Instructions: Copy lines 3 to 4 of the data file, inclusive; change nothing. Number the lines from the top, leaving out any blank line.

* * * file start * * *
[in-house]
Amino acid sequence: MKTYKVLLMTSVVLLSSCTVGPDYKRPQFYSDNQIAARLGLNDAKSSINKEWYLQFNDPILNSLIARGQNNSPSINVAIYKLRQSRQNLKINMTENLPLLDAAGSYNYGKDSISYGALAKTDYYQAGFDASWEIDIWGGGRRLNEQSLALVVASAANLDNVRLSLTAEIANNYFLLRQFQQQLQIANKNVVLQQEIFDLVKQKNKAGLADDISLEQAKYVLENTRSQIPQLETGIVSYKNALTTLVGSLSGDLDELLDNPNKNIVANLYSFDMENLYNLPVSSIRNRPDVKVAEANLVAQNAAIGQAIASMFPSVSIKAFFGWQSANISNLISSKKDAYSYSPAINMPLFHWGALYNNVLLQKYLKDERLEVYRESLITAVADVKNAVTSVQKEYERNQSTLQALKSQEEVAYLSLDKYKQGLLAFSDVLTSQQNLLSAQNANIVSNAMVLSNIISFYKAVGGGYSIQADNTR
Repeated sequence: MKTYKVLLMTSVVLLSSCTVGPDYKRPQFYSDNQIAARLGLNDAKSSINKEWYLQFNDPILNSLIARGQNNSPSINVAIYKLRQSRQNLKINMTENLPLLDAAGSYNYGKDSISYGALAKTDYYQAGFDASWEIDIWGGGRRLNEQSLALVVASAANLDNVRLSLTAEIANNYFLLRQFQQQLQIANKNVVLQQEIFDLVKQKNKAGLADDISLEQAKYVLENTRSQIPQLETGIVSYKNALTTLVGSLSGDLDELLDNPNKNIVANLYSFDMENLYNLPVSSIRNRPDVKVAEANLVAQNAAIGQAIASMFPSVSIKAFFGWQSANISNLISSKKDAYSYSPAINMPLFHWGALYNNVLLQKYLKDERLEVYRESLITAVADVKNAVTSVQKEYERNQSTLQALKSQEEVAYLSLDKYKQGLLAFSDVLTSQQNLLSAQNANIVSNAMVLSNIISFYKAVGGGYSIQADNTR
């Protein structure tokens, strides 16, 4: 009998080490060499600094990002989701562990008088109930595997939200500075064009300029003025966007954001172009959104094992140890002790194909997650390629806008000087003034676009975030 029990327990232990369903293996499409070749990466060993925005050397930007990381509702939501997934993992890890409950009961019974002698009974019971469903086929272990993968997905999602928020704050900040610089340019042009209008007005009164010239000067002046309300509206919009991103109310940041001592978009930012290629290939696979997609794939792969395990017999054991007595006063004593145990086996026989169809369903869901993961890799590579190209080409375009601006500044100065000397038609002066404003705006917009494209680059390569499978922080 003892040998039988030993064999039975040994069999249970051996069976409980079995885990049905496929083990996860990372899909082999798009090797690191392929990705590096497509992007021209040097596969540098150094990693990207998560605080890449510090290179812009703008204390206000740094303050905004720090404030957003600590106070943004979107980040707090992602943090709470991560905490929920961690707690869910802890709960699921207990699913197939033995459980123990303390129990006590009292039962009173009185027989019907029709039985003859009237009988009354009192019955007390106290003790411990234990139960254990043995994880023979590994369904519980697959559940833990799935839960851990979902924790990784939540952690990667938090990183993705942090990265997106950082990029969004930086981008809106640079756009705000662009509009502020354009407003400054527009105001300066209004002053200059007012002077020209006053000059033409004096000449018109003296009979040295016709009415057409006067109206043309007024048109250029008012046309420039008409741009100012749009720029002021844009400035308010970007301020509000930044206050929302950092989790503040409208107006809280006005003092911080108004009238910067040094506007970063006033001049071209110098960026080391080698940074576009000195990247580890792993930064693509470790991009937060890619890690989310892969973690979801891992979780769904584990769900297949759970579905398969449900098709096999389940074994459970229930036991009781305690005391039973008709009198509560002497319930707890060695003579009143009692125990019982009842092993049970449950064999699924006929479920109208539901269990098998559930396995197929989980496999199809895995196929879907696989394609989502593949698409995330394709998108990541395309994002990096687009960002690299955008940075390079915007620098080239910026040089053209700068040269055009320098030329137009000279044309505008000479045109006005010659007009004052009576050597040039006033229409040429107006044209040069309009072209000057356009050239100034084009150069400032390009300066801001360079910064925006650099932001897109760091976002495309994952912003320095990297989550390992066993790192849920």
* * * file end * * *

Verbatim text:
Repeated sequence: MKTYKVLLMTSVVLLSSCTVGPDYKRPQFYSDNQIAARLGLNDAKSSINKEWYLQFNDPILNSLIARGQNNSPSINVAIYKLRQSRQNLKINMTENLPLLDAAGSYNYGKDSISYGALAKTDYYQAGFDASWEIDIWGGGRRLNEQSLALVVASAANLDNVRLSLTAEIANNYFLLRQFQQQLQIANKNVVLQQEIFDLVKQKNKAGLADDISLEQAKYVLENTRSQIPQLETGIVSYKNALTTLVGSLSGDLDELLDNPNKNIVANLYSFDMENLYNLPVSSIRNRPDVKVAEANLVAQNAAIGQAIASMFPSVSIKAFFGWQSANISNLISSKKDAYSYSPAINMPLFHWGALYNNVLLQKYLKDERLEVYRESLITAVADVKNAVTSVQKEYERNQSTLQALKSQEEVAYLSLDKYKQGLLAFSDVLTSQQNLLSAQNANIVSNAMVLSNIISFYKAVGGGYSIQADNTR
């Protein structure tokens, strides 16, 4: 009998080490060499600094990002989701562990008088109930595997939200500075064009300029003025966007954001172009959104094992140890002790194909997650390629806008000087003034676009975030 029990327990232990369903293996499409070749990466060993925005050397930007990381509702939501997934993992890890409950009961019974002698009974019971469903086929272990993968997905999602928020704050900040610089340019042009209008007005009164010239000067002046309300509206919009991103109310940041001592978009930012290629290939696979997609794939792969395990017999054991007595006063004593145990086996026989169809369903869901993961890799590579190209080409375009601006500044100065000397038609002066404003705006917009494209680059390569499978922080 003892040998039988030993064999039975040994069999249970051996069976409980079995885990049905496929083990996860990372899909082999798009090797690191392929990705590096497509992007021209040097596969540098150094990693990207998560605080890449510090290179812009703008204390206000740094303050905004720090404030957003600590106070943004979107980040707090992602943090709470991560905490929920961690707690869910802890709960699921207990699913197939033995459980123990303390129990006590009292039962009173009185027989019907029709039985003859009237009988009354009192019955007390106290003790411990234990139960254990043995994880023979590994369904519980697959559940833990799935839960851990979902924790990784939540952690990667938090990183993705942090990265997106950082990029969004930086981008809106640079756009705000662009509009502020354009407003400054527009105001300066209004002053200059007012002077020209006053000059033409004096000449018109003296009979040295016709009415057409006067109206043309007024048109250029008012046309420039008409741009100012749009720029002021844009400035308010970007301020509000930044206050929302950092989790503040409208107006809280006005003092911080108004009238910067040094506007970063006033001049071209110098960026080391080698940074576009000195990247580890792993930064693509470790991009937060890619890690989310892969973690979801891992979780769904584990769900297949759970579905398969449900098709096999389940074994459970229930036991009781305690005391039973008709009198509560002497319930707890060695003579009143009692125990019982009842092993049970449950064999699924006929479920109208539901269990098998559930396995197929989980496999199809895995196929879907696989394609989502593949698409995330394709998108990541395309994002990096687009960002690299955008940075390079915007620098080239910026040089053209700068040269055009320098030329137009000279044309505008000479045109006005010659007009004052009576050597040039006033229409040429107006044209040069309009072209000057356009050239100034084009150069400032390009300066801001360079910064925006650099932001897109760091976002495309994952912003320095990297989550390992066993790192849920």